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International Baccalaureate: Preparing Students for Life


The International Baccalaureate Diploma Programme (IBDP) is a challenging but broadly balanced course of study which prepares 16 year old students for university and life beyond.

IBDP students study courses from six subject groups including Science, Mathematics, Arts and at least two languages.

In addition, students complete an extended essay (EE) based upon independent research in one of their subject areas.

Students also take a theory of knowledge (ToK) course which develops critical thinking and an understanding of the nature of knowledge.

In the CAS (creativity, action, service) component, students follow activities that parallel and complement their academic studies. Creativity encourages engagement in the arts; action promotes physical activity and community service gives students opportunities for personal and social development.

Students graduating from the IBDP hold a widely recognised and internationally transportable qualification and our graduates leave us mainly for overseas universities typically in the USA, UK or Canada. The IBDP is complemented by a Middle Years Programme for secondary school students up to 16 years old and a Primary Years Programme for younger children. Despite the existence of these two programmes many IBDP students switch to the IB at 16 from local qualifications or IGCSE.

In recent years global IBDP entries have grown at 10% per annum. India has been no exception; the IB is rapidly growing in popularity and is emerging as the qualification of choice for international schools, reflecting increasing parental awareness and understanding of the qualification’s strengths. The IB organisation has made a considerable effort to widen acceptance of the diploma worldwide within higher education; in India the number of universities recognising the qualification, and the calibre of student it represents, is growing all the time.

Many factors are involved in the IBDP’s sharp growth but three aspects in particular seem to lie at the heart of its success.

    • By requiring students to study in six curriculum areas the IB Diploma ensures they maintain breadth in their studies. Most alternative systems offer comparatively narrower choices, forcing students into decisions that they often come to regret. One accusation levelled at the IBDP is that because this breadth is challenging, the qualification is only suitable for the most able. Experience contradicts this, for example IBD uptake in the USA shows it is seen as an inclusive programme suitable for candidates across the ability range.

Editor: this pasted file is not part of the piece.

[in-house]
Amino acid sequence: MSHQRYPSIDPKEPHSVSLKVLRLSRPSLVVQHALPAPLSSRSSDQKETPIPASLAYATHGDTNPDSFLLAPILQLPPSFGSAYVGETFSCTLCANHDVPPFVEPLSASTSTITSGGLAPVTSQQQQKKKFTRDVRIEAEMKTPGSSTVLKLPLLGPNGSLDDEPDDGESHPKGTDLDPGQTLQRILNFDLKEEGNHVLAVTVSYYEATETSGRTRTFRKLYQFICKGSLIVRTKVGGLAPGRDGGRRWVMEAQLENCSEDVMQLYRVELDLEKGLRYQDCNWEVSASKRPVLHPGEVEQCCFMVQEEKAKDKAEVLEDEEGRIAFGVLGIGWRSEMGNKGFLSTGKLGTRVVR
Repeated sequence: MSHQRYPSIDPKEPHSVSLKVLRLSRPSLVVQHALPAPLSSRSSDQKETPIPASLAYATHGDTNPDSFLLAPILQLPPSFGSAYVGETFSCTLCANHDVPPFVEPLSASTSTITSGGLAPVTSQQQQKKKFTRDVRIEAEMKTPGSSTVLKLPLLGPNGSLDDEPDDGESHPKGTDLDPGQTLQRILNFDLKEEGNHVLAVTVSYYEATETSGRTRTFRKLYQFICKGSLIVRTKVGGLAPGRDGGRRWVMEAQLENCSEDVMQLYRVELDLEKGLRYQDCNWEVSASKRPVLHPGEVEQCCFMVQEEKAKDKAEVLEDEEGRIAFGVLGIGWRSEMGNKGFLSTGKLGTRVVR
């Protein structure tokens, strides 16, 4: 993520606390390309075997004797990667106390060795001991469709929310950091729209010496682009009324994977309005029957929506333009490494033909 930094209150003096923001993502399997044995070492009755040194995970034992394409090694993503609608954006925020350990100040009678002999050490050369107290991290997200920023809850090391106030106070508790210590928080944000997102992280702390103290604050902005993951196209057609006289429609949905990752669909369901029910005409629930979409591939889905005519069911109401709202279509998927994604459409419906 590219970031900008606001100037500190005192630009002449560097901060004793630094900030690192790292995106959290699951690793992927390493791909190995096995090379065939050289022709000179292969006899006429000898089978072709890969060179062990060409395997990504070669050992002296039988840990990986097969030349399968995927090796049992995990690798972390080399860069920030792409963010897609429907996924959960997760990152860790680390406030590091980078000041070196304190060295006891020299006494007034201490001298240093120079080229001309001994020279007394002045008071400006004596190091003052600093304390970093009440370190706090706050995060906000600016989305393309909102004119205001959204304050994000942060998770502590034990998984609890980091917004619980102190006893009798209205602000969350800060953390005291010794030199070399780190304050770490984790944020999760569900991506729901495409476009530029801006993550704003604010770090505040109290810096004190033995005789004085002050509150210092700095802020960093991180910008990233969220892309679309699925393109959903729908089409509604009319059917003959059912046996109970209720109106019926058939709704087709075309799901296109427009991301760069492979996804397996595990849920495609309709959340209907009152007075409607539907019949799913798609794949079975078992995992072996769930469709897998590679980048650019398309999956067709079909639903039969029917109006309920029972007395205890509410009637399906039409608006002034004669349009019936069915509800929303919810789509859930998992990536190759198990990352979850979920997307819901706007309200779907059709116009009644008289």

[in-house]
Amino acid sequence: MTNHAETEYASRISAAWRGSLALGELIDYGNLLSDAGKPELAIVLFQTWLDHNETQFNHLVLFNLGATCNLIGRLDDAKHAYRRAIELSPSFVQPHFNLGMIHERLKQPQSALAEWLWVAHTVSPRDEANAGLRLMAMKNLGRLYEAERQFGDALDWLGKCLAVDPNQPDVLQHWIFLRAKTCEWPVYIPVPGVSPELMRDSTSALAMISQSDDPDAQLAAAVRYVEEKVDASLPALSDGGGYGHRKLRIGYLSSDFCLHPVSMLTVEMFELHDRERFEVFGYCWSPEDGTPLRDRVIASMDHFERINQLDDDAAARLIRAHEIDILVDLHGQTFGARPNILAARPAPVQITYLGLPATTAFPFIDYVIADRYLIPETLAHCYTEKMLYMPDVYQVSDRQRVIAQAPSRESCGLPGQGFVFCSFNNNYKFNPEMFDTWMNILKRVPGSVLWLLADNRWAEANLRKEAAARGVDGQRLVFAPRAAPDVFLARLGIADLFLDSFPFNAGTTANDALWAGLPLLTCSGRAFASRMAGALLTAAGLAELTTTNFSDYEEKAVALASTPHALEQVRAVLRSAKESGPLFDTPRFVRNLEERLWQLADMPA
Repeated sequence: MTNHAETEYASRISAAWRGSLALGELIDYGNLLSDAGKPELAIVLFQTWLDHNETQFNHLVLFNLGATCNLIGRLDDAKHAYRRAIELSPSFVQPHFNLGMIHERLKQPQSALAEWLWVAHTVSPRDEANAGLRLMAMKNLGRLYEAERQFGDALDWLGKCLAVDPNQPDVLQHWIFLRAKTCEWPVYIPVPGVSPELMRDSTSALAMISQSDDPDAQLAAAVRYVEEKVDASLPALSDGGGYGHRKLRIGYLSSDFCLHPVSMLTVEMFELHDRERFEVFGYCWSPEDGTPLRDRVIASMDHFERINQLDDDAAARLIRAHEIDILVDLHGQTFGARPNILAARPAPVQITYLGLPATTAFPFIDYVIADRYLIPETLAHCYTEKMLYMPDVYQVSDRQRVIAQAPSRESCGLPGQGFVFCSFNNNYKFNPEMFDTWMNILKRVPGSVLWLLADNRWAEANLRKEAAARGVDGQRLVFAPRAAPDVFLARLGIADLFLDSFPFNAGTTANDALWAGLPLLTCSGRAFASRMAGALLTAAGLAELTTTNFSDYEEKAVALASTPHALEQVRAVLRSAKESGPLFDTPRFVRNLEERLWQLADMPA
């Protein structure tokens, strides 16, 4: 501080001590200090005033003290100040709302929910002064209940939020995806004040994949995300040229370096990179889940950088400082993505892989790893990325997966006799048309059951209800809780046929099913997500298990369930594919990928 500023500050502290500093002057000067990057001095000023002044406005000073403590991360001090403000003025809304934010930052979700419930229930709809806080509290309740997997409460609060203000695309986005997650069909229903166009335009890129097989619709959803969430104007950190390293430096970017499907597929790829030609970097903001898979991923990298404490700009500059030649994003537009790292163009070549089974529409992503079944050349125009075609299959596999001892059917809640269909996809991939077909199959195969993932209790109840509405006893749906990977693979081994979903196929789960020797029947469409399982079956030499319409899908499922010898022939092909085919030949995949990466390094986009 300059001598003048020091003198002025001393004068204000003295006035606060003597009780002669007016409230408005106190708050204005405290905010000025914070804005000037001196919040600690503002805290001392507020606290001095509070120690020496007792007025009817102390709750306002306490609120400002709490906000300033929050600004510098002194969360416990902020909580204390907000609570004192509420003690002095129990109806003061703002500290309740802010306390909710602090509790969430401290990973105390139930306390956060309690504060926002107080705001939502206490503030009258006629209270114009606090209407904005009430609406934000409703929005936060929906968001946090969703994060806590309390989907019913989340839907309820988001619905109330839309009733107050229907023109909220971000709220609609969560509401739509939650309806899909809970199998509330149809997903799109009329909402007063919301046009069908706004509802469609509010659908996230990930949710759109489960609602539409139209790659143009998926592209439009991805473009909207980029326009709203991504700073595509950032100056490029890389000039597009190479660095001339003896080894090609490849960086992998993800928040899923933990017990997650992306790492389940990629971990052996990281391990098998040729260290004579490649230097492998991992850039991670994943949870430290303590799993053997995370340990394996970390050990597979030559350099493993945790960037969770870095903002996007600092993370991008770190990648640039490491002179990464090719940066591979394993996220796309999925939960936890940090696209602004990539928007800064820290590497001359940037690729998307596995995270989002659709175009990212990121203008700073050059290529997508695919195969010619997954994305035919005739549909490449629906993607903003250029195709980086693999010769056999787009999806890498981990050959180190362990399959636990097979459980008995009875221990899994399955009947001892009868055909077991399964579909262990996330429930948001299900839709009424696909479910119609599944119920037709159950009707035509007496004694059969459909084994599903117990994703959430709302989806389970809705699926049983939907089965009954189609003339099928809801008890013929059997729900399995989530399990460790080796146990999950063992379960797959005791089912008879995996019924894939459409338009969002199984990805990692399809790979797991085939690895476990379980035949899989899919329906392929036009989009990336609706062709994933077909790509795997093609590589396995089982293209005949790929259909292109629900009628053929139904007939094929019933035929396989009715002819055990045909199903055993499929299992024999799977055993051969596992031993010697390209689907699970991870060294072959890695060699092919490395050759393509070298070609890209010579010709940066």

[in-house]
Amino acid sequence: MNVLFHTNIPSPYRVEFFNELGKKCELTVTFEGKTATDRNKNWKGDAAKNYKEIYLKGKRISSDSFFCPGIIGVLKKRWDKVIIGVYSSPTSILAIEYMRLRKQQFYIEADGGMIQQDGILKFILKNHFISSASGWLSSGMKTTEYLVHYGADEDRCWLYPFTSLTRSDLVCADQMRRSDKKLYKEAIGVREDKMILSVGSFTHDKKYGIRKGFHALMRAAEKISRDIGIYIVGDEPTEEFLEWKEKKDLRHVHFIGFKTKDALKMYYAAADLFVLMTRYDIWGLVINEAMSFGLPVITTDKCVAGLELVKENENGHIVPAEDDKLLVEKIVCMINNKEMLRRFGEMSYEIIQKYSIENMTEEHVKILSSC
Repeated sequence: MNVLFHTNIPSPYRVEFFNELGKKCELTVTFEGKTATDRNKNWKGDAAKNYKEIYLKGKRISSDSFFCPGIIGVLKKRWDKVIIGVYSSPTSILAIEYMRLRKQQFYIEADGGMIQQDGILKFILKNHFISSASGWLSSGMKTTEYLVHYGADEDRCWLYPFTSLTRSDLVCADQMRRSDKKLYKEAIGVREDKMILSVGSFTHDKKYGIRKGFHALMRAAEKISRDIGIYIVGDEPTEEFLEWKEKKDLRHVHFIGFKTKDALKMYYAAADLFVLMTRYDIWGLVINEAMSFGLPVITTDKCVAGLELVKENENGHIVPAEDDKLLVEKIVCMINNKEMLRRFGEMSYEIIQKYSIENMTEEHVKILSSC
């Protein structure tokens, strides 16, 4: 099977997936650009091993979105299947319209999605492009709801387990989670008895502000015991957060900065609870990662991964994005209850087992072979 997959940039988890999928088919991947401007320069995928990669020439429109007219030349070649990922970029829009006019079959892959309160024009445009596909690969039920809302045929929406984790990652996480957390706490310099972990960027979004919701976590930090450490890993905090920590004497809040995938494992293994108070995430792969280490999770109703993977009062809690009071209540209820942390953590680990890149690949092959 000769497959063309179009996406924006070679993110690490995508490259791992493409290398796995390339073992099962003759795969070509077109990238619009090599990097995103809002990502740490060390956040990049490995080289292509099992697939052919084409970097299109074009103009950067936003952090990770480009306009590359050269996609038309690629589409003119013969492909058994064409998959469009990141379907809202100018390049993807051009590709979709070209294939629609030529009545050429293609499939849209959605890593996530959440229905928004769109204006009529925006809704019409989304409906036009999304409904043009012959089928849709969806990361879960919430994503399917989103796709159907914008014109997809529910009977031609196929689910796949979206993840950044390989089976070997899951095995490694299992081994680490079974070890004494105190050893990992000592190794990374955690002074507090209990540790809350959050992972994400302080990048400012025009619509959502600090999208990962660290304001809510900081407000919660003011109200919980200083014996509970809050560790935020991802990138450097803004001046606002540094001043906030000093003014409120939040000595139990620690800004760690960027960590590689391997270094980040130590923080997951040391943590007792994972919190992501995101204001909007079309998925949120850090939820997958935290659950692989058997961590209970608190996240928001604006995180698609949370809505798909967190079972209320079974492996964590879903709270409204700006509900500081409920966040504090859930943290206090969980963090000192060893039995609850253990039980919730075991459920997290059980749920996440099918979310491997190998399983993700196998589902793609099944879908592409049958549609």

• Secondly, delivery of the IB Diploma is student focused and goes beyond academic ability and performance. A strong emphasis on independent study encourages the early development of learning and research skills. Outside the classroom the CAS component develops students’ social awareness. Good schools aspire to developing their students’ social and moral compass and the IBDP formally supports this goal.
    • Finally IB Diploma graduates outperform their peers in higher education. Recent research by the Higher Educational Statistical Agency showed that IBDP students are more likely to go to a ‘top 20’ university, more likely to achieve a First or Upper Second class degree and less likely to drop out. The IB’s student-focused course delivery gives students the independence of thought necessary for success at university. At the same time the theory of knowledge and the extended essay components anticipate the intellectual rigour and reasoning expected of modern undergraduates.

Regarding the IBDP, Dr Alice Roberts, Professor of Public Engagement in Science at Birmingham University, said it “often acted as a better preparation for science and medicinal degrees than A-levels” adding that of the students she saw applying to medical school, “the ones that had done the IB seemed to be more rounded individuals.”

In the UK, Professor Wolf, in evidence to the parliamentary education select committee, noted that university tutors are increasingly complaining that first year students are not ready for their university studies. In contrast it is common acceptance that the IB’s diversity prepares students well. Also by focusing on learning within an international context IB graduates also acquire the vision and confidence to fully embrace worldwide higher education and career opportunities.

It is of course true to say that no single education qualification can suit everybody. However, by offering flexibility, academic breadth and embracing areas of non-academic achievement the IBDP provides the greatest number of students with the greatest opportunity for success. For The British School, New Delhi a final attraction is that our own educational philosophy aligns closely with the IB organisation’s ambition to “develop inquiring, knowledgeable and caring young people”.

Dr. Nick D. Argent serves as Director for The British School in New Delhi.

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About Nick D Argent

Dr. Nick D. Argent serves as Director for The British School in New Delhi.

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